As some have described, he is a judge's judge. He is a real standout on the bench. People would have been surprised if he were not someday nominated to serve on the U.S. Supreme Court.

He has also been recommended by law professors, students, former clerks, and hundreds of people who have written letters on his behalf. I note that many of these are liberals or Democrats. They are not necessarily conservatives or Republicans. He is well regarded by virtually everyone who has had connection with him either in his professional or as a member of the Bench.

The next question we go to in evaluating a nominee to a court is their judicial philosophy--how do they approach the job of judging? How will they decide cases?

I first want to say what Judge Kavanaugh is not, and he made this crystal clear in the many meetings in which I sat with him talking with the Senators. He is not a results-oriented judge. When parties come before the court, he doesn't decide whom he wants to win and then figure out a way to help that party win the case. That is not the right way to evaluate a case before the court, and he is not that kind of judge.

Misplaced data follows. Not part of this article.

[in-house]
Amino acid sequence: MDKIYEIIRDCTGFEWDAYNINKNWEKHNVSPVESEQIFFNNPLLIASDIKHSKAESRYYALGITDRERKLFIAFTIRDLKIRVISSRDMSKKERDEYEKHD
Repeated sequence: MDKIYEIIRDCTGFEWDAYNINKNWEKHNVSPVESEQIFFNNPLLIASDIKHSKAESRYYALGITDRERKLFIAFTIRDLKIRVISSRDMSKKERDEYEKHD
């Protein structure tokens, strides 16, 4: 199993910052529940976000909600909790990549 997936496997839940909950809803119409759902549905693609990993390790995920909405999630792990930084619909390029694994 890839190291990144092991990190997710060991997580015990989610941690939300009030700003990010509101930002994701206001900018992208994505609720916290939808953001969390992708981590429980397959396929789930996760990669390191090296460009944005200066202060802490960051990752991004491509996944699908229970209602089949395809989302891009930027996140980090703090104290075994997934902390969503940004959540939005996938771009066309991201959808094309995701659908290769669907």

He is a judge who wants to apply the law in the right way and to reach the decision the law requires based upon precedent, based upon the way the Constitution or--if appropriate--statutes are to be interpreted in order to reach the right result in the case.

One of my colleagues on the Judiciary Committee I think got us off on the wrong foot or tried to get us off on the wrong foot in this regard.

He came to one of the hearings with a presentation on how many times Judge Kavanaugh allegedly ruled for corporations over individuals and concluded this was an important factor in determining whether Judge Kavanaugh should sit on the Supreme Court. I think this illustrates the mindset of many: Whom did you rule for, rather than how did you rule in the case? This is totally wrong, and it is irrelevant to the way judges should decide cases.

Theoretically, if 10 plaintiffs bring 10 spurious lawsuits against 10 different corporations and the courts rule for the corporations in those cases, it proves exactly nothing. That is why we shouldn't focus on who wins the cases but rather on whether they were decided based upon proper legal principles, on precedent, and on the way courts are supposed to approach cases--on facts and the law.